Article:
#### Silent Service

• 28
##### Polaris, Latitude, and Perspective: The Math Doesn't Add Up
« on: April 25, 2017, 07:39:46 PM »
Hey what is up guys so recently I found out about this whole “flat earthers” thing.  It’s definitely intrigued me since it’s a wildly different view than the one I’ve held and I like talking to people who have different opinions.  I know I don’t have all the answers and the only way I can become more knowledgeable is to share information and debate others.  In this post I will try to be as respectful as possible and I hope you will do the same because we can’t have any meaningful conversation if we are throwing stones at each other.  Excuse my poor drawing skills and let me know if anything doesn't make sense.

So, on to the meat of the topic.  My biggest issue with pretty much all the arguments or videos I’ve seen for flat earth is that none of them use math or repeatable experiments.  There’s a lot of hand waving to explain things that don’t fit into their world view but when you crunch the numbers that hand waving winds up creating more problems than it solves.

There are many, many examples of this that I can go into but I think my favorite has to be an analysis of Polaris, Latitude, and Perspective and how all of them relate together.  The math that’s needed for this is pretty basic, mainly geometry and trigonometry that we all got in high school (or earlier.)

We all know that the angle of Polaris above the horizon is equal to the latitude of the observer.  Sailors and soldiers have used this principle for hundreds of years in order to navigate on the high seas or in unknown terrain.  This works great in a round earth model but there are some serious math issues when you trying to explain this with a flat earth model.  When faced with these issues the most common response I hear is “perspective” but that actually just creates more problems than it solves.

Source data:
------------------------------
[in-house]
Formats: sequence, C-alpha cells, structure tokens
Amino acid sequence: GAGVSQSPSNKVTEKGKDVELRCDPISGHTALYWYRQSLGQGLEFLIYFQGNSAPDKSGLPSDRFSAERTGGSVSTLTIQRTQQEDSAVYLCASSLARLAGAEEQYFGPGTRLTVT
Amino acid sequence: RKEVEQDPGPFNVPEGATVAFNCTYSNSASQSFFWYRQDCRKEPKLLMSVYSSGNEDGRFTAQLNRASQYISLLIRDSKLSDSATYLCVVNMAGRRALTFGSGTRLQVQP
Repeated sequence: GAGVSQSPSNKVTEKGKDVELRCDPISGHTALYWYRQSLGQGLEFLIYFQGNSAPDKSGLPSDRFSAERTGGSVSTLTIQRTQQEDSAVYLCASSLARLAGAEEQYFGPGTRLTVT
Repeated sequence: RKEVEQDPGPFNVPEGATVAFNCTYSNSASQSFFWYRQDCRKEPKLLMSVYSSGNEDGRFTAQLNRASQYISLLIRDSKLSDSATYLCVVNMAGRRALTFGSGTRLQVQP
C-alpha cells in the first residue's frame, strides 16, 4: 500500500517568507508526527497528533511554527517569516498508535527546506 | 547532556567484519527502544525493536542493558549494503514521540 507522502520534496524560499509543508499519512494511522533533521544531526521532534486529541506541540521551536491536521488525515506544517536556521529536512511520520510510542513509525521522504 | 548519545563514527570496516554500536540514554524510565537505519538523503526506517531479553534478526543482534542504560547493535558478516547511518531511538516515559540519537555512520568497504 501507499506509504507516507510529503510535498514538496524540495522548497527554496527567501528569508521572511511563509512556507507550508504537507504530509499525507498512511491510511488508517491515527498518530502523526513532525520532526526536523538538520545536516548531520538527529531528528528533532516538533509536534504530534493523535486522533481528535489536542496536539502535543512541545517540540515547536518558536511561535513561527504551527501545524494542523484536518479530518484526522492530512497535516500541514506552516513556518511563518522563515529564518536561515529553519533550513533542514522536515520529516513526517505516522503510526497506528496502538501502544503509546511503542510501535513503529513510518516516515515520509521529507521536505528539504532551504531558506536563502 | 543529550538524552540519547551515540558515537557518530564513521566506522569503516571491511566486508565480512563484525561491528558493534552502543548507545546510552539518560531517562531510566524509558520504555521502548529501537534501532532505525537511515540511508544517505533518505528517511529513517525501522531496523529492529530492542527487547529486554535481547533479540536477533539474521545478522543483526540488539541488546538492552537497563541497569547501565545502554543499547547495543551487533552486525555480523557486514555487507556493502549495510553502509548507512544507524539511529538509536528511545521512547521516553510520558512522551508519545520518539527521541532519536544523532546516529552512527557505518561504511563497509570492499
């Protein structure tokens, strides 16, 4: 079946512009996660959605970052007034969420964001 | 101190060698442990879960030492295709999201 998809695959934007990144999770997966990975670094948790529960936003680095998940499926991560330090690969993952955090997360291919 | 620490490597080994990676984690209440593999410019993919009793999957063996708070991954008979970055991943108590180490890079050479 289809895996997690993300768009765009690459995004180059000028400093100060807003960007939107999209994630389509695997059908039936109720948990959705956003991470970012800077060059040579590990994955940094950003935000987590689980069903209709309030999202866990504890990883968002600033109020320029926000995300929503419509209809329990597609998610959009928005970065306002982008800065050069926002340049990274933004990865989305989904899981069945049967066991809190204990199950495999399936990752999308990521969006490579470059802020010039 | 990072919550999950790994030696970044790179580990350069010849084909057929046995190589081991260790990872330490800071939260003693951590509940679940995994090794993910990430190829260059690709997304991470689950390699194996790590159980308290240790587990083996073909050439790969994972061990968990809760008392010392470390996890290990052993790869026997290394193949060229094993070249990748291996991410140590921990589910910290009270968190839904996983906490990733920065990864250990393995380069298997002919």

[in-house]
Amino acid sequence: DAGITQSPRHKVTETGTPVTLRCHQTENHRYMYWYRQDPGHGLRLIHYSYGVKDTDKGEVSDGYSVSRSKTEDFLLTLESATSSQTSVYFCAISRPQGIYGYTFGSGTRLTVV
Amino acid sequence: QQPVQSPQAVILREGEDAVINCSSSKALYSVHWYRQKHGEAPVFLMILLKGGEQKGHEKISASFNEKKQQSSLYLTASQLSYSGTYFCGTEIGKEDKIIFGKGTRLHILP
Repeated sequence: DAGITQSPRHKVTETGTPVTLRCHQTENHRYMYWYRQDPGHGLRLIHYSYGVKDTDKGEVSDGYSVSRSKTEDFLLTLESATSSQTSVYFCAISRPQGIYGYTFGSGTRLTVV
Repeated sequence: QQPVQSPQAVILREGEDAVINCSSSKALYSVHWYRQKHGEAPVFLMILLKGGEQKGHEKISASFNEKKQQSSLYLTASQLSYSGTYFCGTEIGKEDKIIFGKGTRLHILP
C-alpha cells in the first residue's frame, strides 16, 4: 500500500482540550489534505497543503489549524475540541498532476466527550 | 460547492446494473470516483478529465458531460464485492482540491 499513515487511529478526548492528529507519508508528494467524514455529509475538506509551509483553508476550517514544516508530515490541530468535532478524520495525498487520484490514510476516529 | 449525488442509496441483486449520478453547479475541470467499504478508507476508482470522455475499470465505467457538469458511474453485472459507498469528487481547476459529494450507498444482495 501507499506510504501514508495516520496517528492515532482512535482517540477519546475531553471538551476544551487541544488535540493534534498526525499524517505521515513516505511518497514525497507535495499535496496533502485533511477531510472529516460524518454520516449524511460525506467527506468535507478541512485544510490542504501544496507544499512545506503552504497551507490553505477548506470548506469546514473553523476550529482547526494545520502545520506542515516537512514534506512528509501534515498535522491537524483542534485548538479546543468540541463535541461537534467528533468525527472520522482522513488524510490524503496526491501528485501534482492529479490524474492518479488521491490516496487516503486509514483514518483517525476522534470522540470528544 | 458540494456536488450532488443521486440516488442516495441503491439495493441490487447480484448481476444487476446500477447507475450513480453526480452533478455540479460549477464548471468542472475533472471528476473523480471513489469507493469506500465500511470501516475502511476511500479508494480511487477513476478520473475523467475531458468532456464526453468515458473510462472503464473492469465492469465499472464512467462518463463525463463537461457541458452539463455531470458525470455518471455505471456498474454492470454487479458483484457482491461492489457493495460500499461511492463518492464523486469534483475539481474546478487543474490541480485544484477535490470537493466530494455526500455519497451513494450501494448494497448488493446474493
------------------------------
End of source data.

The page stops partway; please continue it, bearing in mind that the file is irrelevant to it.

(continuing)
Let’s start with a flat earth where there is no “perspective” and calculate where we would expect Polaris to be based on our Latitude.  The assumptions for these calculations are as follows:
• The equator is at ½ the radius of the entire earth.  This means that every 10 degrees of latitude correspond to 1/18 of the radius from the north pole to the ice wall (or every degree of latitude corresponds to 1/180 of the radius of the earth.)
• The star dome has a radius at least equal to the earth’s radius.  This is required because if the radius of the star dome was less than the radius of the earth then there would be a point in the earth where you could pass through the star dome.  I know some flat earthers think that the stars are a plane instead of a dome and I’ll address that possibility later.

Here are my variables and the abbreviation I will be using for each:
R = Radius of the Earth (miles)
D = Distance from Observer to North Pole (miles)
L = Latitude (degrees)
S = Radius of Sky Dome (miles)
Theta = Expected Angle (degrees)

Basically what we’re going to do is set up a right triangle and solve for Theta.  One side of the triangle is S and the other side of the triangle is D.  D is calculated as R * (90 – L) / 180.  Now, the angle we would expect to observe Polaris (Theta) in a flat earth model would be ArcTangent(S/D).  S has a minimum distance of R and if you set S = R you get the minimum amount of error possible between expected angle and actual angle.